Anti-Suffrage

Local Movement

As the suffrage movement gained momentum, another group emerged to fight their efforts. Around the country and locally, men and women who opposed the “woman vote” joined anti-suffrage societies. These groups were primarily dedicated to getting men to vote “no” on any suffrage referendums. Members of the Women’s Anti-Suffrage Association of Chemung County marched in parades, had a booth at the county fair, and used newspaper advertisements to spread their message. The local movement was particularly active leading up to the 1917 vote. The local Anti-Suffrage Association challenged the local Suffrage Association to a public debate on the issue in October 1917. The suffragists declined, citing scheduling conflicts. Some anti-suffragists saw this refusal as a sign that suffragists feared their arguments would not stand up to public scrutiny.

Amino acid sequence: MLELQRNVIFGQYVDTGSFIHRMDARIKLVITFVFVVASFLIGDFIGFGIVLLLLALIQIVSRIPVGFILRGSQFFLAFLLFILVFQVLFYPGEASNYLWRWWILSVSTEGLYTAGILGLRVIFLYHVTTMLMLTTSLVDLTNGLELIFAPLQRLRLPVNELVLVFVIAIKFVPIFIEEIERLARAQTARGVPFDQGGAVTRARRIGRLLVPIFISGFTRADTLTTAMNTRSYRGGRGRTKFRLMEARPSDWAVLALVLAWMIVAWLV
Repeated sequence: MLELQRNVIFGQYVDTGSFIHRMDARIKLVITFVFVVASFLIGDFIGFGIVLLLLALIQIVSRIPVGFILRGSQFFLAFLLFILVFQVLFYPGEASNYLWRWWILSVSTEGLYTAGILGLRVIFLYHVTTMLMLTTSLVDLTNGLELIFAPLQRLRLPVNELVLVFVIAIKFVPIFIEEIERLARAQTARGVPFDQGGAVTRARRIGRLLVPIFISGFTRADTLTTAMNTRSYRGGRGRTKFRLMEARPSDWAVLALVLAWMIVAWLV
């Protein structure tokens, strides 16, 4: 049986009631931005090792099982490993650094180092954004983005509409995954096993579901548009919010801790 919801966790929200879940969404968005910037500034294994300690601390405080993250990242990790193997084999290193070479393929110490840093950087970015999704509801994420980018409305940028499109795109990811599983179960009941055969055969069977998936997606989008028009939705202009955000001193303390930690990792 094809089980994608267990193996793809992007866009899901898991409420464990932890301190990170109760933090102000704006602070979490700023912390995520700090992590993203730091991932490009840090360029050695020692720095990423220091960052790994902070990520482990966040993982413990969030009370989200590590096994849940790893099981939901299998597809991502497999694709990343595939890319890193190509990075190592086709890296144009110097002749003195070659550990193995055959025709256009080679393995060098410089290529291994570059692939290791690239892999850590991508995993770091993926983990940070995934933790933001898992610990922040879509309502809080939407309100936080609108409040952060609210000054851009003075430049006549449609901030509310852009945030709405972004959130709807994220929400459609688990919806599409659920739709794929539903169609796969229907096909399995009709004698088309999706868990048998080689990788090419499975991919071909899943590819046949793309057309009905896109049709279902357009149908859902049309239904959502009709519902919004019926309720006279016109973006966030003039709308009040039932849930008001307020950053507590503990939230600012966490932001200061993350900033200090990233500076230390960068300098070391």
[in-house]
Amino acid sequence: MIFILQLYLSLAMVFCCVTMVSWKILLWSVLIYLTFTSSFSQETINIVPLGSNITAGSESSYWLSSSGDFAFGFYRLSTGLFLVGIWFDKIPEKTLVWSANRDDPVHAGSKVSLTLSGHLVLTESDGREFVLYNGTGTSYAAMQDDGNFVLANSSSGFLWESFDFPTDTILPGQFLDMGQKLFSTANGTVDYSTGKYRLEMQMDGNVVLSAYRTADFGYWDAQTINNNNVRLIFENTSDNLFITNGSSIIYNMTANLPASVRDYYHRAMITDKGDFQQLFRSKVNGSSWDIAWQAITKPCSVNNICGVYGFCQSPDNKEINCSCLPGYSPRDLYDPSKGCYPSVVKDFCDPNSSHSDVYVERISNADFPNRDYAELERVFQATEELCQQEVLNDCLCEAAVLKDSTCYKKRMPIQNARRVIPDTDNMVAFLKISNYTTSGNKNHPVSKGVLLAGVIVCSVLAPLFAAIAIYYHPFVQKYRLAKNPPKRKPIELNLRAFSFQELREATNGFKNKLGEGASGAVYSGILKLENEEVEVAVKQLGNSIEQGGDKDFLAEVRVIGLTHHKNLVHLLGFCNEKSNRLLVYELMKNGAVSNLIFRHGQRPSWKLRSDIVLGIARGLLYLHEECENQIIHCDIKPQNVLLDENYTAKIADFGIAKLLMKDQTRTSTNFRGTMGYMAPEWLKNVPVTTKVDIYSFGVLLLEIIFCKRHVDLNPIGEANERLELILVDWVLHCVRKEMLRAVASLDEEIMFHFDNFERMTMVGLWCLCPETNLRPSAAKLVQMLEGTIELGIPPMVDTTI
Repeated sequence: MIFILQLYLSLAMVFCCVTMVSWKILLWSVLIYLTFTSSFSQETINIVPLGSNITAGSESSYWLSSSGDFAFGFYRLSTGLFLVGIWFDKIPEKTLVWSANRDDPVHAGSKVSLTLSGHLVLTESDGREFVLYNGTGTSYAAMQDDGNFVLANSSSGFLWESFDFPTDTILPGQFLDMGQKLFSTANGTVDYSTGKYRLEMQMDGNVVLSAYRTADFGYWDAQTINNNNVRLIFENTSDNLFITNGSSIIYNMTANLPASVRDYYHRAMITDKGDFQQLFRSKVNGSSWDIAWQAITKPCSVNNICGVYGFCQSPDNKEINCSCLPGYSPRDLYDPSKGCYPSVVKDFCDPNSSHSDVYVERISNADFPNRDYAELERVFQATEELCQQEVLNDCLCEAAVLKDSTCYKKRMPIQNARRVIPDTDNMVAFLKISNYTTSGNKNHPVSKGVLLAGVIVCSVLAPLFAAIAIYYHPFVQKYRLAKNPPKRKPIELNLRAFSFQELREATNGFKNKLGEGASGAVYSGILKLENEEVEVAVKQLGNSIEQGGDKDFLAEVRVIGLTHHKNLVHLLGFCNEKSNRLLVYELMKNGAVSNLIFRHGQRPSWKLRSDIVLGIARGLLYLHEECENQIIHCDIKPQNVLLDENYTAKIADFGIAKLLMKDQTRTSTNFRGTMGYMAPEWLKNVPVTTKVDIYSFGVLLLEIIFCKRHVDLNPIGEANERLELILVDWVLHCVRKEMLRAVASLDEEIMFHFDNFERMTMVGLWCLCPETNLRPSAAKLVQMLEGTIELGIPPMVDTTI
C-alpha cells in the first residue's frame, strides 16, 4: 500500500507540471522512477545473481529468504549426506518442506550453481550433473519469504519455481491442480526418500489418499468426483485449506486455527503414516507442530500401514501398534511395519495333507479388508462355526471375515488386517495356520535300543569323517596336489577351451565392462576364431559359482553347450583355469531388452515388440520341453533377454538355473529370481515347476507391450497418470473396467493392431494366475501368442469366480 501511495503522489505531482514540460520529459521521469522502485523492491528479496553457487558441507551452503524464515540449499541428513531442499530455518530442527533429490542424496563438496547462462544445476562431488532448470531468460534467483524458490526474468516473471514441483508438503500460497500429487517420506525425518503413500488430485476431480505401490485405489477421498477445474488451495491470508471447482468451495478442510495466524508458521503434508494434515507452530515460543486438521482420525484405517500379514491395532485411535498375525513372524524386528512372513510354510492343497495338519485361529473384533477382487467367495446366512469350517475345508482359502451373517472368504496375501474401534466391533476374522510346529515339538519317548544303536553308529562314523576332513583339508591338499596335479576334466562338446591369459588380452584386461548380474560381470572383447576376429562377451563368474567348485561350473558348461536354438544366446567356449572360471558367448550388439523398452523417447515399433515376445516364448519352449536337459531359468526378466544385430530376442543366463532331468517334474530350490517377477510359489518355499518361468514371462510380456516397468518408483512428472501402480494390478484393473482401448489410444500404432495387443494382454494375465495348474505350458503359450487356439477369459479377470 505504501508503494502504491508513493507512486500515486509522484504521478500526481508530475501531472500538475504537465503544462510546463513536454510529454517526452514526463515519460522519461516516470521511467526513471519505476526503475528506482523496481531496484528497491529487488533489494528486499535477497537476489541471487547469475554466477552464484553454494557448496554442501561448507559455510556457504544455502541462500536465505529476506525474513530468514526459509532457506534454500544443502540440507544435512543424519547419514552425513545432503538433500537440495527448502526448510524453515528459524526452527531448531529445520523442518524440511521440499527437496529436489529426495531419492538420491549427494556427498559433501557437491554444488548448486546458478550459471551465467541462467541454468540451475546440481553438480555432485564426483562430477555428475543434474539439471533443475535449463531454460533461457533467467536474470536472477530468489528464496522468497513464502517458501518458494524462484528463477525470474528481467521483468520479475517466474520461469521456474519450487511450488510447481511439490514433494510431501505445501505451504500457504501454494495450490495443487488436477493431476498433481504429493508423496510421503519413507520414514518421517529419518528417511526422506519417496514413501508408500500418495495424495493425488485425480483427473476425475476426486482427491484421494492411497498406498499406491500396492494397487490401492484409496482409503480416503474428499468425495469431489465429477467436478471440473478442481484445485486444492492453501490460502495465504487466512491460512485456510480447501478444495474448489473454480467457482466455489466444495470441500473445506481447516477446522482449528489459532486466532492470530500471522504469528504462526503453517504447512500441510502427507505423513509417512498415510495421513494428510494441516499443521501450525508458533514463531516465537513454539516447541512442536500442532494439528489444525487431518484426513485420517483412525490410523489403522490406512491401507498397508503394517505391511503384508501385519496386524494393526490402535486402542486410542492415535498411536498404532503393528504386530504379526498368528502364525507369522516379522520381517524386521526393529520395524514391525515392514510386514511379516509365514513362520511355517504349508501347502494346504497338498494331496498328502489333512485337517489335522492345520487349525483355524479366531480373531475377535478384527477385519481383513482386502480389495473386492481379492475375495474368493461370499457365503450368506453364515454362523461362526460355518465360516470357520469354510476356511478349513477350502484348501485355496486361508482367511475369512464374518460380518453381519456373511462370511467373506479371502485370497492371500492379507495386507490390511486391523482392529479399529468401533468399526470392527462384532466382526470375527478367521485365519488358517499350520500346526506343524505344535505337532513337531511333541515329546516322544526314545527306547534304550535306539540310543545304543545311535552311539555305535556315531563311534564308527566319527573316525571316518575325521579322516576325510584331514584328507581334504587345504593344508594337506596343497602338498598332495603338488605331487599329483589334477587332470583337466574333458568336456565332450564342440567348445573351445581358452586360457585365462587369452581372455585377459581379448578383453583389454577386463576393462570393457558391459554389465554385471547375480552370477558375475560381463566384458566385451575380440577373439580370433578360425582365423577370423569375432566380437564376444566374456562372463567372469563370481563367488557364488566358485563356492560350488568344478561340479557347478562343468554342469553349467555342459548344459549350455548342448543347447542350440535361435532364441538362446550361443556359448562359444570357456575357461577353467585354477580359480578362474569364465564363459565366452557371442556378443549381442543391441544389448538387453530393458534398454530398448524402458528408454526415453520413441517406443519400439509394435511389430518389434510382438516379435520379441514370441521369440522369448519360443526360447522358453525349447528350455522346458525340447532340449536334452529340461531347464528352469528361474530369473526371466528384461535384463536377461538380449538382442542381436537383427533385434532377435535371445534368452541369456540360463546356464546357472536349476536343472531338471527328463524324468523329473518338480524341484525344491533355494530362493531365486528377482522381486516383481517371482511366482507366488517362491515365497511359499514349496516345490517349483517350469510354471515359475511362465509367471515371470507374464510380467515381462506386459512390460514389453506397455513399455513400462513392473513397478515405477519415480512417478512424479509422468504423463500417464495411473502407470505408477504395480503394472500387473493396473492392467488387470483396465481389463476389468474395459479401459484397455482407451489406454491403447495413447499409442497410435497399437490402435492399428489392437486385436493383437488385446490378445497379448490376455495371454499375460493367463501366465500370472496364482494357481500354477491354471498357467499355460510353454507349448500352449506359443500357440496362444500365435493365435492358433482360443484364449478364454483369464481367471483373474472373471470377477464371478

The anti-suffragists:

  • Believed the nation’s efforts should be focused on war production and policy, not suffrage.

  • Feared granting suffrage could lead to the further destruction of social norms, possibly even promoting the white slave trade.

  • Believed the interests of women were represented by their male family members at the ballot box.

  • Thought women and men were responsible for different “spheres” and women should not be sullied by the nastiness of politics.

  • Claimed the majority of women actually did not want the vote and it was undemocratic to force it upon them.

The Anti-Suffragists:

  • Believed the nation’s efforts should be focused on war production and policy, not suffrage.

  • Feared granting suffrage could lead to the further destruction of social norms, possibly even promoting the white slave trade.

  • Believed the interests of women were represented by their male family members at the ballot box.

  • Thought women and men were responsible for different “spheres” and women should not be sullied by the nastiness of politics.

  • Claimed the majority of women actually did not want the vote and it was undemocratic to force it upon them.

Anti-suffrage ad, Elmira Star-Gazette, November 5, 1917